Review: Mikael Fyrek – A Thousand Years and One

June 26, 2008 | | 1 Comment Share thison Facebook Review: Mikael Fyrek – A Thousand Years and Oneon Twitter

  Sometimes, you can tell where an artist is coming from, just by listening to their music. And conversely, when I say that Mikael Fyrek is an electronic artist from Sweden, you should instantly get a sense of the music you will likely hear from this man. And if you don’t, prepare to be amazed, as this music is absolutely beautiful.

Mikael Fyrek’s latest work, A Thousand Years and One, released and downloadable for free on the prolific Kahvi label, is a prime example of the smooth, progressive ambient dreamscapes that Scandinavian sceners have become known for. Mikael Fyrek isn’t just another clone though, as he has a signature sound all his own.

Read a play-by-play of this great five-track EP behind the jump!

The first track, which is also the title track, takes a while to get started, with a smooth pad section and an arp echoing out the first two minutes. This buildup will sound familiar to anyone who’s ever heard anything by xerxes, and Fyrek follows this traditional structure to its full extent, carefully bringing in more percussive elements and even something that vaguely resembles a lead. This track is a great opener to this album, leading in the following three tracks.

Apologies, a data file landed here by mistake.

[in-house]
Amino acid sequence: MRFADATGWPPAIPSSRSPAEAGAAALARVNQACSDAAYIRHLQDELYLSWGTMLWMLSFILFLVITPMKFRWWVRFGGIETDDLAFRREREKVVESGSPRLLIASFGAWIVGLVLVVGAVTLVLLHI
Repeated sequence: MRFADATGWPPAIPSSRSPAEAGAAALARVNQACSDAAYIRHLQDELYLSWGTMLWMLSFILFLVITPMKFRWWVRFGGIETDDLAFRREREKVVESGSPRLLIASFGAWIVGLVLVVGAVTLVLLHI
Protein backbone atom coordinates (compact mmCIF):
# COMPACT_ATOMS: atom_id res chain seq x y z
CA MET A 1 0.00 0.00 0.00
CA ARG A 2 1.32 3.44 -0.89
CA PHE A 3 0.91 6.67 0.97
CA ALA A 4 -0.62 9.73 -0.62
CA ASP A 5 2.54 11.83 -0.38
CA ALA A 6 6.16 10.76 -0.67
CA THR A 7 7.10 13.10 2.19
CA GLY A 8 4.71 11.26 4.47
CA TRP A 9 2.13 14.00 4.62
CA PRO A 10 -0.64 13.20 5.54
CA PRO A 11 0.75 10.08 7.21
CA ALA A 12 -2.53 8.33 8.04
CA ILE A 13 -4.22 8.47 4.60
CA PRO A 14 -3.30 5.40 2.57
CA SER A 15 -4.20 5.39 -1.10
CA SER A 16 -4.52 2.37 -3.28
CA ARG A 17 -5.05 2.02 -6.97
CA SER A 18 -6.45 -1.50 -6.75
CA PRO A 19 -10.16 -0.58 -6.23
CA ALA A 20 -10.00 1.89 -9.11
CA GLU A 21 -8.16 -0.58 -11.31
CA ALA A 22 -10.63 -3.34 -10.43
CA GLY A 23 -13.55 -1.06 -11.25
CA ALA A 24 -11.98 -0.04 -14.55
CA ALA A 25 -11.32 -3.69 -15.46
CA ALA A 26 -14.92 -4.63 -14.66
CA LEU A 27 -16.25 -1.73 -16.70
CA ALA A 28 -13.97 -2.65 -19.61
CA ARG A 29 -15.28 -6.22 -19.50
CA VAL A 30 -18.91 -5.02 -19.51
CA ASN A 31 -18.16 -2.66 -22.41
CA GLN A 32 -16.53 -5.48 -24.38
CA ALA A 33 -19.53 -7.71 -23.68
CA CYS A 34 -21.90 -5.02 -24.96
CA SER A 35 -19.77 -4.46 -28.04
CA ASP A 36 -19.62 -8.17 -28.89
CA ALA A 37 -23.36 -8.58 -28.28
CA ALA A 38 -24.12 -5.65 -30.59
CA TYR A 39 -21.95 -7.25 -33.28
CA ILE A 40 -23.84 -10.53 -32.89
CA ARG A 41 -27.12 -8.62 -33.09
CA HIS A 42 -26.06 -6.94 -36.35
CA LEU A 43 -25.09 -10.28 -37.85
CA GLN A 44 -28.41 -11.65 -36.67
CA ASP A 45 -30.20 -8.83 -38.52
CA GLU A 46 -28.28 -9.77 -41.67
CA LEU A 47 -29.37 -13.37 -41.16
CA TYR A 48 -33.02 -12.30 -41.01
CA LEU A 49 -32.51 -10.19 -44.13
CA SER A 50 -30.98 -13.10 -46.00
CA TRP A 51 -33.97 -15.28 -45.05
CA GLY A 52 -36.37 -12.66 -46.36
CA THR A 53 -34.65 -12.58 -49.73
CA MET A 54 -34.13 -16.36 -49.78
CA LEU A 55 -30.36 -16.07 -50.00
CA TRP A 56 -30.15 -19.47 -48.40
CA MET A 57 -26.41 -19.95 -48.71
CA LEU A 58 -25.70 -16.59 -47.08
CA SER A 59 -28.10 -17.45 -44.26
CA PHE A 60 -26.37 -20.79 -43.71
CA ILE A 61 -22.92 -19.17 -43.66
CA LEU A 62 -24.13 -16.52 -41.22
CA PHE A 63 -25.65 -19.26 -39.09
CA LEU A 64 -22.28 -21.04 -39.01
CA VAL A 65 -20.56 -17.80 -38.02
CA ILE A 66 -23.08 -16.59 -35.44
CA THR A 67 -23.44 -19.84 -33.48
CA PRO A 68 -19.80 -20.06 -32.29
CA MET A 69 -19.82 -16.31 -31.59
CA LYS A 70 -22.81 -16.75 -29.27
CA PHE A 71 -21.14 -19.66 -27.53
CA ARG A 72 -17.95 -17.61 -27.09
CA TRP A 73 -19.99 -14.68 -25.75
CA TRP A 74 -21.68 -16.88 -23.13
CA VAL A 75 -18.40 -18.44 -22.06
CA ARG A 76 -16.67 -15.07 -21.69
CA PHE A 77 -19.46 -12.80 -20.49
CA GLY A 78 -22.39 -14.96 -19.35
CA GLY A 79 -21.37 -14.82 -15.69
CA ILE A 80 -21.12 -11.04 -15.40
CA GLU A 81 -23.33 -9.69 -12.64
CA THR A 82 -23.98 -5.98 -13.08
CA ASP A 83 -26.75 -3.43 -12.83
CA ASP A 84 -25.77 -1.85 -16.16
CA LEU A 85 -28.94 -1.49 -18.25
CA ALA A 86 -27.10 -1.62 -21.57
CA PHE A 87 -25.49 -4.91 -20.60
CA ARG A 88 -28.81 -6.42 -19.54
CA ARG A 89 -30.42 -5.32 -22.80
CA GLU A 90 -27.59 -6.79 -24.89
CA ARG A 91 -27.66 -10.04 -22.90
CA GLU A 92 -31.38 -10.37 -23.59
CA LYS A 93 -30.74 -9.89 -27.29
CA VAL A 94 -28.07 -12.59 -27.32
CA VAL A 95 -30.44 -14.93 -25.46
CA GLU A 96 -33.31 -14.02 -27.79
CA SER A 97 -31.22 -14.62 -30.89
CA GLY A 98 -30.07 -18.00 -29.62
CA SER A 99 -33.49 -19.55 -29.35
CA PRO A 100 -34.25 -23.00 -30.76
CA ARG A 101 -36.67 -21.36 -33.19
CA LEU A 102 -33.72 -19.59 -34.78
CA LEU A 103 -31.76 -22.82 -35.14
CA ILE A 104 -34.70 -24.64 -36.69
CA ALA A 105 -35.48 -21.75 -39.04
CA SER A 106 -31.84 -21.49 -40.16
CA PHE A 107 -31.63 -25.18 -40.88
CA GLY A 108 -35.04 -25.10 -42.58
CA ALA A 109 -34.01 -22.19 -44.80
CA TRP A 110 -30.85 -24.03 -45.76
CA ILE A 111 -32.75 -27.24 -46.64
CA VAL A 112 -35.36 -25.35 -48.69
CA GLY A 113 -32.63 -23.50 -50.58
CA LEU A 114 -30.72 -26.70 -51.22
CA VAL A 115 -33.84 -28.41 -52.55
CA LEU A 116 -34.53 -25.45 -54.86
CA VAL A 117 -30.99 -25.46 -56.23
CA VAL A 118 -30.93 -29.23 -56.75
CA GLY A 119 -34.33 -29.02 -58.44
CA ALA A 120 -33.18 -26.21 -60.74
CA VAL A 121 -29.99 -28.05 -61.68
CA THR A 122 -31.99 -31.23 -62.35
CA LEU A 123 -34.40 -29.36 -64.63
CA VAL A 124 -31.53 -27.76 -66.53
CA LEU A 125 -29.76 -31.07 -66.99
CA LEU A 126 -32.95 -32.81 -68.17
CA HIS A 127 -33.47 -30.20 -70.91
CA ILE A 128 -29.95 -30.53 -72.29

In “Between Nothingness and Eternity”, Fyrek throws in the first hints that he is more than just a moodweaver–some great chord progressions in the second half and a nice piano melody that reminds me slightly of Sigur Ros make this a very enjoyable track. The middle track of the album “Endlessly Cold Within” seems to be the closest this album comes to a catchy song. A fairly aggressive saw-bass leads me to believe that this track will carry some punch, and with some strong distorted percussion, this promise is delivered on gloriously. Not only that but the lead in the middle is quite astounding, and shows that Fyrek is an ingenious craftsman.

“My Lips Are Turning Blue” drops a neat shuffle groove on us right away and carries it all the way through the song. This track is a bit simpler than the ones that came before, and even though the Kahvi website says it’s their favorite, I have to admit I found my attention wandering slightly over its 7 minute duration. It still packs a decent punch. The final track is a spectacular outro that took me completely by surprise and features some absolutely stunning changes. It’s almost a shame that this track is the shortest, but perhaps that makes this track’s condensed progression extra delicious.

Mikael Fyrek has delivered a wonderful soundscape that travels from smooth to fairly rugged terrain, and it’s heartily recommended to try for all. And why not–it’s free!

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